This is the song we sing each day at lunch time. I can almost pronounce most of the words. I'm not sure what it means yet, but I've got the words and melody.
In this home, there is a very fancy coffee / espresso machine and I have not yet figured out how to make it work.
It looks very cool, though! And There actually aren't too many levers -looks like maybe just three. So I can probably figure it out. But I'm a bit scared of it. Thankfully I found a French Press, and I do know how those work!
Summer was a great time to arrive in Denmark. It's sunny and gorgeous, and the plants are blooming. While reading the book on living Danishly, she talks a lot about how cold, dark, and wet the winters are. I think it might be difficult if we were to arrive then. That's another reason for all of the pictures of flowers and nature -to help us remember when it's dark and cold and wet that sometimes it is bright and colorful.
We have discovered that this town is very close to an air force base where they practice flights for fighter jets. I was glad to learn this, as it was a bit disconcerting to sit here each morning and hear -then see- the fighter jets flying overhead.
This town is small, and we are not far from the farms. I forget this sometimes, until I leave the windows open for a while and come into a room wondering what the horrible smell is. Did the baby fill her diaper in her sleep? Did we forget to take the trash outside? Why does the whole room smell of poop? Ah, yes. Because the windows are open and there are cows. Not very far away are the cows. Ok then. Again, knowledge of what is, makes things less disconcerting! Also there is a rooster not far away -I haven't seen him yet, but we hear him often. I kind of like that, too. It feels...pastoral. The only part of things that doesn't feel so calming is how fast the cars go down the road outside!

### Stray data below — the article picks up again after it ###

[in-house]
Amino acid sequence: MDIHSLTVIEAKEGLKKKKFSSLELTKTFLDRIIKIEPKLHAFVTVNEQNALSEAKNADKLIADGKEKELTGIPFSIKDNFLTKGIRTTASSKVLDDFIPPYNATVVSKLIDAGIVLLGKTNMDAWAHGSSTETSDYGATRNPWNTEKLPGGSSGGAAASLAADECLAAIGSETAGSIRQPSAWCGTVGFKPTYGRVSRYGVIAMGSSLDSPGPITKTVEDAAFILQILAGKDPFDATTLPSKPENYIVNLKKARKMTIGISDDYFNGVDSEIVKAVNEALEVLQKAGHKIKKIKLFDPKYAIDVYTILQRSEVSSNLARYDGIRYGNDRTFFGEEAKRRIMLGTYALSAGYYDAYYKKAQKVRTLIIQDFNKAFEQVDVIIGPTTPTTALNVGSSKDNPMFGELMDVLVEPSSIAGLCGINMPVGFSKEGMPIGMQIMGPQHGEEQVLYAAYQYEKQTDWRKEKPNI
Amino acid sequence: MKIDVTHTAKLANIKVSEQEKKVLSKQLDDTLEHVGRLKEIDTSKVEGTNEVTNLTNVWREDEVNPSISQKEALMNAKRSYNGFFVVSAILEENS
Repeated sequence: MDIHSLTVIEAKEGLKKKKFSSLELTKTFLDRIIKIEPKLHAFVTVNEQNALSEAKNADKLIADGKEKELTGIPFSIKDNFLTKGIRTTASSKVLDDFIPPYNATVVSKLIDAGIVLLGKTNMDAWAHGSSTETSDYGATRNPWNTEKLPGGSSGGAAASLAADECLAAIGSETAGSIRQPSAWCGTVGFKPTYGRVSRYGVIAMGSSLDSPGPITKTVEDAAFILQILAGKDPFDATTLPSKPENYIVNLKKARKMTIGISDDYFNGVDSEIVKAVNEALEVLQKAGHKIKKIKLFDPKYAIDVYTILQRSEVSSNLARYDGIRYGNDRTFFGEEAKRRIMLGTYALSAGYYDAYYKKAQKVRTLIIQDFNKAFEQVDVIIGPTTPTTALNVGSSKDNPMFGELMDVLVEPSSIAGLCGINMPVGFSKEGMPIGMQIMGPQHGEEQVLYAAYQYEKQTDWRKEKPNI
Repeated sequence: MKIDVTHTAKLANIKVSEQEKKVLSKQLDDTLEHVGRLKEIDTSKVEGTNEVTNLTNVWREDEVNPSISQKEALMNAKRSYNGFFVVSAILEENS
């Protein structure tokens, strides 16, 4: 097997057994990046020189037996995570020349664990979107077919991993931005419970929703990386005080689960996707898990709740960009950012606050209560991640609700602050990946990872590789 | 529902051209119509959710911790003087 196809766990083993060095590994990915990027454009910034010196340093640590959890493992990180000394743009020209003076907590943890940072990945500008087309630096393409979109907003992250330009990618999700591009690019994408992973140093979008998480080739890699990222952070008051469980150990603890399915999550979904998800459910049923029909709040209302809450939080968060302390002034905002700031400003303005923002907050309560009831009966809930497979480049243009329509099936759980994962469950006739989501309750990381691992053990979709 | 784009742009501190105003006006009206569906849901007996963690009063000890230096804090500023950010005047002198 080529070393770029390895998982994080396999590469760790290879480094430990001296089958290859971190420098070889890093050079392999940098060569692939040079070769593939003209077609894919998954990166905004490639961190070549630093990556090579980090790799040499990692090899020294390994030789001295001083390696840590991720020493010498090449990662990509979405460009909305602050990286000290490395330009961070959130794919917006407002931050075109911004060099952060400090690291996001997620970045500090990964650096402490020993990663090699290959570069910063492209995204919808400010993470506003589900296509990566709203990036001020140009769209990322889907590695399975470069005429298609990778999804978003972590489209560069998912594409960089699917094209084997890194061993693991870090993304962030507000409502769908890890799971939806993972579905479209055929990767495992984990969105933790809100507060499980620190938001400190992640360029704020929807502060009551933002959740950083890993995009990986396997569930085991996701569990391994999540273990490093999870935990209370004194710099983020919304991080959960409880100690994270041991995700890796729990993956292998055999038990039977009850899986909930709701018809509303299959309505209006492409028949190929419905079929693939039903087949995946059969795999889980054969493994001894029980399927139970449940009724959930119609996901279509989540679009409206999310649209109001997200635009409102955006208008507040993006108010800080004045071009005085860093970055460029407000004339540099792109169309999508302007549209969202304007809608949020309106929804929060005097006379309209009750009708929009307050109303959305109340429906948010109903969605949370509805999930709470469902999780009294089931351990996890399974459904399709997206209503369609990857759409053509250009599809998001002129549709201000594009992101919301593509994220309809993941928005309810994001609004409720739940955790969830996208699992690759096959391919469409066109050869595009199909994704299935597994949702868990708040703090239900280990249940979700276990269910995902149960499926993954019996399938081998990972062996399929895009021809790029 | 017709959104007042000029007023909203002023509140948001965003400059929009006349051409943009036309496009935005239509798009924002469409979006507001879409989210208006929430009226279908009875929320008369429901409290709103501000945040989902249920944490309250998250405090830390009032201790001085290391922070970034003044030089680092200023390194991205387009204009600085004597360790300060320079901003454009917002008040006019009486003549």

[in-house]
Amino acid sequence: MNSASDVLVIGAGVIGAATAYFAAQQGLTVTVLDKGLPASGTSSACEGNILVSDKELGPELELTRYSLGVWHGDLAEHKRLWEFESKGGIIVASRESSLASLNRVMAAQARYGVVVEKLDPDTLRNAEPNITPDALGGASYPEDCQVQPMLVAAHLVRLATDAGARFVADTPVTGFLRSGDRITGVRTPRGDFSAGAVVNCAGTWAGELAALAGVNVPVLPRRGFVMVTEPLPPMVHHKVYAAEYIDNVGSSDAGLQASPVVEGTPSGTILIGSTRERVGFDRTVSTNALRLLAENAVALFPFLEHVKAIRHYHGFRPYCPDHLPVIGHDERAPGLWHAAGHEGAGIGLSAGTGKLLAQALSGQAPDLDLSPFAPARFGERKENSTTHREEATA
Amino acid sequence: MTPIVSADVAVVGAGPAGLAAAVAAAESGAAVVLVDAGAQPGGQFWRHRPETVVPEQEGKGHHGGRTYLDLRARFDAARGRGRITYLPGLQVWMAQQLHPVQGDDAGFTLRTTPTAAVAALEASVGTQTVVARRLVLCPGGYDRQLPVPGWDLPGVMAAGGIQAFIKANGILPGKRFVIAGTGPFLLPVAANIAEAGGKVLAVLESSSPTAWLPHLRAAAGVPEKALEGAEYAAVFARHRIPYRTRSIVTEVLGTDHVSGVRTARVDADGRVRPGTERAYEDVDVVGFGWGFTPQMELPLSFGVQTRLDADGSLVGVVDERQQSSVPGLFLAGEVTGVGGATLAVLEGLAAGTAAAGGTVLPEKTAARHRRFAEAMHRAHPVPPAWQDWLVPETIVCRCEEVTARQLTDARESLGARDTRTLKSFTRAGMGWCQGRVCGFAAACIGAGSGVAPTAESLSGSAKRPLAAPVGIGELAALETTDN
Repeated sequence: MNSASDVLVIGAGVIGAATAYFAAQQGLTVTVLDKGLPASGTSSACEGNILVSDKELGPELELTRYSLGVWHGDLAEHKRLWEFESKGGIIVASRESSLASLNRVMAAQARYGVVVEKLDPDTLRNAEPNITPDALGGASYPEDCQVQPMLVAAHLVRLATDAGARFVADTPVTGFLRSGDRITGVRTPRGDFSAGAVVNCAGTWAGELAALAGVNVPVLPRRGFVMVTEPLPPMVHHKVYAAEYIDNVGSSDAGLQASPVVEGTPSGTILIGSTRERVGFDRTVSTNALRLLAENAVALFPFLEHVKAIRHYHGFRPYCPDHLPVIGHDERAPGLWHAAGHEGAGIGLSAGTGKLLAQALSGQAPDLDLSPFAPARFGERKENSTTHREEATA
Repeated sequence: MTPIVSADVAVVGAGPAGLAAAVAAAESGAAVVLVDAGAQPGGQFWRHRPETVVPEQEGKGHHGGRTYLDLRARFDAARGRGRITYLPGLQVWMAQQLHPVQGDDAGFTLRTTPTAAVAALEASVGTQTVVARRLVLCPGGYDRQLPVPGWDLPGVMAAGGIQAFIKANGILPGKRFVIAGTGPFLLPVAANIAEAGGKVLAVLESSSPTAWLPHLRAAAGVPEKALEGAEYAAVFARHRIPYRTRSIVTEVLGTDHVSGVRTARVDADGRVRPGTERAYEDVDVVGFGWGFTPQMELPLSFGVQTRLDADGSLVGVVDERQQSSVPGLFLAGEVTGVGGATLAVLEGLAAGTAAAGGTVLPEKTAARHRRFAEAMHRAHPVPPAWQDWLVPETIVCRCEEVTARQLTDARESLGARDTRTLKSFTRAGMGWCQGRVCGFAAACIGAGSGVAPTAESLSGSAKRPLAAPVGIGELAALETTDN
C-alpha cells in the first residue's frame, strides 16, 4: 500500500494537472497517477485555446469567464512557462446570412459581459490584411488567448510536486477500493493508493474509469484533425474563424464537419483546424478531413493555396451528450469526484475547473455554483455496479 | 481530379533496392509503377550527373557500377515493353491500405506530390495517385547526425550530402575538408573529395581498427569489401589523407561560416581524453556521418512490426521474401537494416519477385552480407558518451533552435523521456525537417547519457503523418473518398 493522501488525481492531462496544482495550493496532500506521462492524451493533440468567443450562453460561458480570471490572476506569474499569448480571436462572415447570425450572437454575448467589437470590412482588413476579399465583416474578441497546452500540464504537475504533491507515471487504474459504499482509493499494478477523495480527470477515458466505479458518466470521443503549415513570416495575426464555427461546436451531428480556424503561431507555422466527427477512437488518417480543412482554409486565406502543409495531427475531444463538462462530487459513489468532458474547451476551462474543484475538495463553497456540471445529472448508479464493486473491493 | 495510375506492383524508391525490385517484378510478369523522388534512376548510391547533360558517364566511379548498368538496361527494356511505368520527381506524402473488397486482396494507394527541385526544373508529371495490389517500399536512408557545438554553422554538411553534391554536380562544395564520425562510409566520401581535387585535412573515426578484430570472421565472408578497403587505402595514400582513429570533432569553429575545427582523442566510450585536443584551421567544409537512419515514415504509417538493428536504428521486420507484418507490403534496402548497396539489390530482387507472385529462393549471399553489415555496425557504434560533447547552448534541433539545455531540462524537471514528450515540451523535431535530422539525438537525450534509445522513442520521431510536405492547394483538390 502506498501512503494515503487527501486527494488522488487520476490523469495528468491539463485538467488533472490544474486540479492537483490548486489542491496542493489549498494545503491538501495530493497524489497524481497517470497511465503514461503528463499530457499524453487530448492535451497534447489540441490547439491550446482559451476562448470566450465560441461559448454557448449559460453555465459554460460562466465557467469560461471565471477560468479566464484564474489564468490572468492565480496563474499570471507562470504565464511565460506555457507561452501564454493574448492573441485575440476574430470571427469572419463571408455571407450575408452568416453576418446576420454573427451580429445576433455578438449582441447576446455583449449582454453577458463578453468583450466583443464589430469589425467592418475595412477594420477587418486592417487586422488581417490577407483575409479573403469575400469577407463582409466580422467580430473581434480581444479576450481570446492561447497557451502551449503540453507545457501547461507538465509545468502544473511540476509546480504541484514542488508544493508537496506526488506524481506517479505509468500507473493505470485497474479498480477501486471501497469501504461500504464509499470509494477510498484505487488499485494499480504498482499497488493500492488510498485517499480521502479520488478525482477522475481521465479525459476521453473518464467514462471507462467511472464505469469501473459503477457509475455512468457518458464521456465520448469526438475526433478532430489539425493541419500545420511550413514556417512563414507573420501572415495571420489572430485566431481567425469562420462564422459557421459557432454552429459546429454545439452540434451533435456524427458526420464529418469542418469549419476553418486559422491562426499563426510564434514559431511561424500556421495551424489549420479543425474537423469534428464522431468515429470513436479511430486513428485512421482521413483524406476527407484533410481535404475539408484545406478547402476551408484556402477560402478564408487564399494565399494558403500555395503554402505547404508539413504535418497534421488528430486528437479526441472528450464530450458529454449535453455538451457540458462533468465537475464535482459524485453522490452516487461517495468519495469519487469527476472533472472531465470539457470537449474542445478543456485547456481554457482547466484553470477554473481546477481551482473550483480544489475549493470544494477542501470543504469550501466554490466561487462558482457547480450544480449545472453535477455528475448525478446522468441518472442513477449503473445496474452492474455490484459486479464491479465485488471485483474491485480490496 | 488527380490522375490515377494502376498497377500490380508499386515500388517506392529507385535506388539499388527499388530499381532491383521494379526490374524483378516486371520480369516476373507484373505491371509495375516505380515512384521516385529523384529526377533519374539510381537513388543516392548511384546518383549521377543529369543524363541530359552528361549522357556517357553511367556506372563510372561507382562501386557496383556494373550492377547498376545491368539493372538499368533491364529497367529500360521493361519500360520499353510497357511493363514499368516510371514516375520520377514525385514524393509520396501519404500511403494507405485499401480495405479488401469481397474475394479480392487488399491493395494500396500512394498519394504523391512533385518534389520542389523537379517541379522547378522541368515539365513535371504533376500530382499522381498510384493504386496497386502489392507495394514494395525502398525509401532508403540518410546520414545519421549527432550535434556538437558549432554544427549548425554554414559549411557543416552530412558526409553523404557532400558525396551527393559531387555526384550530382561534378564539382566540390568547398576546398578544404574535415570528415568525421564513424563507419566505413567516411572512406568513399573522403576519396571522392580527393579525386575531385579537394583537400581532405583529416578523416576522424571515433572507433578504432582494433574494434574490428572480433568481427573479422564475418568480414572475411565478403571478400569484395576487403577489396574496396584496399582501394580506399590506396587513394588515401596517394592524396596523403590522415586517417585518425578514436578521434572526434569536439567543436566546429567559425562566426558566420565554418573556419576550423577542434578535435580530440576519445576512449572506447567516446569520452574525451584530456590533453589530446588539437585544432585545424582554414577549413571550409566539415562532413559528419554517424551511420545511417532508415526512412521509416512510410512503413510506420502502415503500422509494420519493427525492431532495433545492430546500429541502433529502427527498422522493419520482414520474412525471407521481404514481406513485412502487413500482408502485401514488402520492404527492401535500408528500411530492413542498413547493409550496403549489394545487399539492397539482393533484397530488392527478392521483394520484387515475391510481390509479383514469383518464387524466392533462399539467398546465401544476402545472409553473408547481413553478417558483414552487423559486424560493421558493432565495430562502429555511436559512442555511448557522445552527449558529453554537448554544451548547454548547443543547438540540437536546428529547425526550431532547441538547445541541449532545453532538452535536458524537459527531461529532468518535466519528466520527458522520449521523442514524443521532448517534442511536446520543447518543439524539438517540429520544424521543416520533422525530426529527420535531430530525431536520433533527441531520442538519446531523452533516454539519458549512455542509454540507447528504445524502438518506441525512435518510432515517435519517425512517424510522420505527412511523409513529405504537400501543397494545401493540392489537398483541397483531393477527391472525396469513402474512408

It turns out that Thursdays the shops are open later, and it seemed they opened earlier as well. When we took the kids to school, I saw more people out and about than I'd seen any other day, and when we came home from the grocery store in the late afternoon, there were still a lot of people out and about. We even know enough people now that we run into people we know while walking, and they wave "Hej!" as we pass.
Salmon for lunch (I had some...) and very delicious tomato sauce over rotini. Dinner was hot wings! Anders was so excited about them. He said "mom, these are even better than the spaghetti chicken!" And that is hard to beat! Torben had several of them also, and also some of the leftover breaded whitefish from the day before, which Svea also had. Hard tack with brie is also very good...one of my favourite additions to the evening meal.
And speaking of food, it's just about time to get ready for lunch. There is something comforting and reliable about routine. And I love that I have time each day to write, and read. Soon we will start up with a gymnastics class or something for Svea -to get us out and meeting some more people. But I think we'll keep the quiet mornings of play, reading, and writing. I have grown accustomed to it already. And the fighter jets. There they go again.